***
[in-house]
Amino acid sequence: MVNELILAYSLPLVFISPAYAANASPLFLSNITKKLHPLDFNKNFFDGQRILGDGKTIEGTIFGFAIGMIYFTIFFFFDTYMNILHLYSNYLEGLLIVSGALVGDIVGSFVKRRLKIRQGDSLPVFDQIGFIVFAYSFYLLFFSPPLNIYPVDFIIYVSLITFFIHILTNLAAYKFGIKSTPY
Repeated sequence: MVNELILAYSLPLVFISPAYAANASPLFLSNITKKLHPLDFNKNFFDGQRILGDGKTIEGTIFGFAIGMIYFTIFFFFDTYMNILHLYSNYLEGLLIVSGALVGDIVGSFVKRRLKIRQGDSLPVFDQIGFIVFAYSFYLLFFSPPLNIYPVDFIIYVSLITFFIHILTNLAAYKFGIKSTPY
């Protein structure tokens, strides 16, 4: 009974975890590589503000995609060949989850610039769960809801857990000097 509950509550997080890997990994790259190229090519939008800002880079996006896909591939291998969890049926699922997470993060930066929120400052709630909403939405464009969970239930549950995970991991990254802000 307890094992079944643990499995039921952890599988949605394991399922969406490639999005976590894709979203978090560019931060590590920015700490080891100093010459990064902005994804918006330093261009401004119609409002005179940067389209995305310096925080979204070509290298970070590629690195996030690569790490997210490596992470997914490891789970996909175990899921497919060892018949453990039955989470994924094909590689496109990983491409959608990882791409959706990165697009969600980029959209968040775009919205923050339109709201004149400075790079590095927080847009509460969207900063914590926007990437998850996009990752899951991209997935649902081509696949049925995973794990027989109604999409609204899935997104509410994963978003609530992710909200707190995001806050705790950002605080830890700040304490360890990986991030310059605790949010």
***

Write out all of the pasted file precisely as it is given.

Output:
[in-house]
Amino acid sequence: MVNELILAYSLPLVFISPAYAANASPLFLSNITKKLHPLDFNKNFFDGQRILGDGKTIEGTIFGFAIGMIYFTIFFFFDTYMNILHLYSNYLEGLLIVSGALVGDIVGSFVKRRLKIRQGDSLPVFDQIGFIVFAYSFYLLFFSPPLNIYPVDFIIYVSLITFFIHILTNLAAYKFGIKSTPY
Repeated sequence: MVNELILAYSLPLVFISPAYAANASPLFLSNITKKLHPLDFNKNFFDGQRILGDGKTIEGTIFGFAIGMIYFTIFFFFDTYMNILHLYSNYLEGLLIVSGALVGDIVGSFVKRRLKIRQGDSLPVFDQIGFIVFAYSFYLLFFSPPLNIYPVDFIIYVSLITFFIHILTNLAAYKFGIKSTPY
């Protein structure tokens, strides 16, 4: 009974975890590589503000995609060949989850610039769960809801857990000097 509950509550997080890997990994790259190229090519939008800002880079996006896909591939291998969890049926699922997470993060930066929120400052709630909403939405464009969970239930549950995970991991990254802000 307890094992079944643990499995039921952890599988949605394991399922969406490639999005976590894709979203978090560019931060590590920015700490080891100093010459990064902005994804918006330093261009401004119609409002005179940067389209995305310096925080979204070509290298970070590629690195996030690569790490997210490596992470997914490891789970996909175990899921497919060892018949453990039955989470994924094909590689496109990983491409959608990882791409959706990165697009969600980029959209968040775009919205923050339109709201004149400075790079590095927080847009509460969207900063914590926007990437998850996009990752899951991209997935649902081509696949049925995973794990027989109604999409609204899935997104509410994963978003609530992710909200707190995001806050705790950002605080830890700040304490360890990986991030310059605790949010």